The week in detail: the museums, the mittens and the mill
Every day of the week, The detail makes sense of big news.
This week we’ve covered the work of repatriating Maori and Moriori remains from overseas museums, the little wasp that could help us in our efforts to control an invasive weed, the phenomenon known as spontaneous memorialization that sees us leaving flowers for people we’ve never met, how the Kawerau factory lockdown is affecting the city, and listed four of our most famous animals deserving of immortalization in bronze.
Whakarongo may all the episodes you might have missed.
The evolution of museums – returning what has been taken
Our national museum, Te Papa, is expected to make a big announcement soon regarding a major repatriation of Vienna’s Natural History Museum.
It concludes an iwi and hapū Māori campaign waged since the end of World War II.
It’s all part of a project to search for Maori and Moriori remains in museums and private collections around the world, identify their iwi and bring them back. Since its debut in 2003, between 700 and 800 bone remains and tā moko have been returned.
Museums are changing, with new policies on the return of objects of cultural significance. Germany and France are at the forefront of efforts to return former colonies their treasures. But Britain, the greatest power of all, not so much.
Alexia Russell spoke with Te Papa’s Acting Repatriation Manager, Te Arikirangi Mamaku-Ironside, and Auckland Museum’s Director of Research and Collections, David Reeves.
War on weed – could a wasp join the fight?
The Sydney golden wattle is native to southeastern Australia. It was originally introduced to New Zealand in the late 19th century for ornamental purposes.
But it has become invasive and in a number of coastal areas and wetlands across the country it is becoming a problem.
One way to control invasive species is to introduce yet another species that basically feeds on the thing you don’t like – a technique called biological control.
And the control agent in this case? A tiny alien wasp with the power to stifle the Acacia’s reproductive powers.
Spontaneous Remembrance: Sharing Our Grief with the World
Princess Diana’s death 25 years ago and the 2019 Christchurch mosque terror attack have something strange in common. This is how the general public reacted and cried, a phenomenon called spontaneous memorialization.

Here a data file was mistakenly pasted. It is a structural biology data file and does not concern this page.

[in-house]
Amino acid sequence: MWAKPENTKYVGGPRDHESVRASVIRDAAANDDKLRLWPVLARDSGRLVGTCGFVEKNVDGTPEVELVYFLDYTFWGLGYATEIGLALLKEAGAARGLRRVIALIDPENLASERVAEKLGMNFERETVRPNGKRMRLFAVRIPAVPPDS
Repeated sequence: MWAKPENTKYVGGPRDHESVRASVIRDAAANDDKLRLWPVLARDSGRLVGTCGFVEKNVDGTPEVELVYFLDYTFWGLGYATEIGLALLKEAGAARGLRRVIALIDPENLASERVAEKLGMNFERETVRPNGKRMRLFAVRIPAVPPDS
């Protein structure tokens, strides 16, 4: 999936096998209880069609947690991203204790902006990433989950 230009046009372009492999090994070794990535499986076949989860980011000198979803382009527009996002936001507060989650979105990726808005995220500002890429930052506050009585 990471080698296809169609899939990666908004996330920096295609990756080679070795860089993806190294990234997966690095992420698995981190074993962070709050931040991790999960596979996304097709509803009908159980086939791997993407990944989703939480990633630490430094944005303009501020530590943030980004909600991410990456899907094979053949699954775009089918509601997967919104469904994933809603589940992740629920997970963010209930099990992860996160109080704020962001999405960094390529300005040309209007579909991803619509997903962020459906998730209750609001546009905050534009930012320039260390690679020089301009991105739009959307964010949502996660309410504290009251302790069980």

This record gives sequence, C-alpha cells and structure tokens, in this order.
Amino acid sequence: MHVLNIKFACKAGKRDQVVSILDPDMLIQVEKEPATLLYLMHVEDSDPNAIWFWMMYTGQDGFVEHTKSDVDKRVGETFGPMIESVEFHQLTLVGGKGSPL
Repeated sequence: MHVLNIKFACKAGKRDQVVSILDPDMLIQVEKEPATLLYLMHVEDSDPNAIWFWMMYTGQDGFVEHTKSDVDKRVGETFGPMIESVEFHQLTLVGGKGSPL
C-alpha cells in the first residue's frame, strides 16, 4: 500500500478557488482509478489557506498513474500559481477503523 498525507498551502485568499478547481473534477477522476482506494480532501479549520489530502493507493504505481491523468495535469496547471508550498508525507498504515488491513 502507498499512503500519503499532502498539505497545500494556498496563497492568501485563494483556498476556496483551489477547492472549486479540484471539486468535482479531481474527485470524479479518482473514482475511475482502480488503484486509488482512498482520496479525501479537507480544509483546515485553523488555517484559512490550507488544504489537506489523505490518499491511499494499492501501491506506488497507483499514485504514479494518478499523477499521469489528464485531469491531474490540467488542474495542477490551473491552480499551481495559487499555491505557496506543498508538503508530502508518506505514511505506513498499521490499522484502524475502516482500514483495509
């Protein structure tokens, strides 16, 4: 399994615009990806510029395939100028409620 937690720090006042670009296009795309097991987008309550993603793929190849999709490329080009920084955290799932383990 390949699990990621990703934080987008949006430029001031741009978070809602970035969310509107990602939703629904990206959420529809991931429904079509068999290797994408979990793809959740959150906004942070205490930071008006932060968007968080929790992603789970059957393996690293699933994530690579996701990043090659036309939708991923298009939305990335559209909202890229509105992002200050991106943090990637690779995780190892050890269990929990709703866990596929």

These two tragic events have united millions of mourners around the world, mourning the loss of people they never knew.
The dead person is a symbol of something else, says Susan Wardell, who teaches social anthropology at the University of Otago.
Kawerau factory strike: The cracks that cannot be covered up
Sharon Brettkelly speaks to Kawerau Mayor Malcolm Campbell and Kawerau Mill worker Bill George about the impact of the lockdown at the town of Bay of Plenty toilet paper factory, now in its fifth week and affects 145 workers.
The two sides are in talks to end the months-long pay dispute, but so far there is no solution. The workers want a raise to match annual inflation of 7.3%, but the factory’s Swedish owner, Essity, is offering 3% a year for the next three years, plus a lump sum of $4,500.
The conflict has brought back bad memories in the town of the last big lockout in 1986 which lasted three months, and which worries Campbell who has lived all his 69 years in the town he calls the Kingdom of Kawerau.
Mittens, get moving: the most emblematic animals of Aotearoa
Stop the presses: Mittens could have a statue on Wellington’s waterfront.
If you’re unfamiliar, Mittens is a Turkish Angora cat who lived in Wellington for many years before moving to Auckland. He roamed the streets with cheerful abandon, barged into unsuspecting people’s homes, and did it while possessing all the standard feline charms of being cute and fluffy.
But a statue? As neutral observers, The detail solicits the other deserving candidates to be immortalized in bronze: Inky the octopus, Sirocco the Kākāpō, Happy Feet the emperor penguin and Toa the baby orc.
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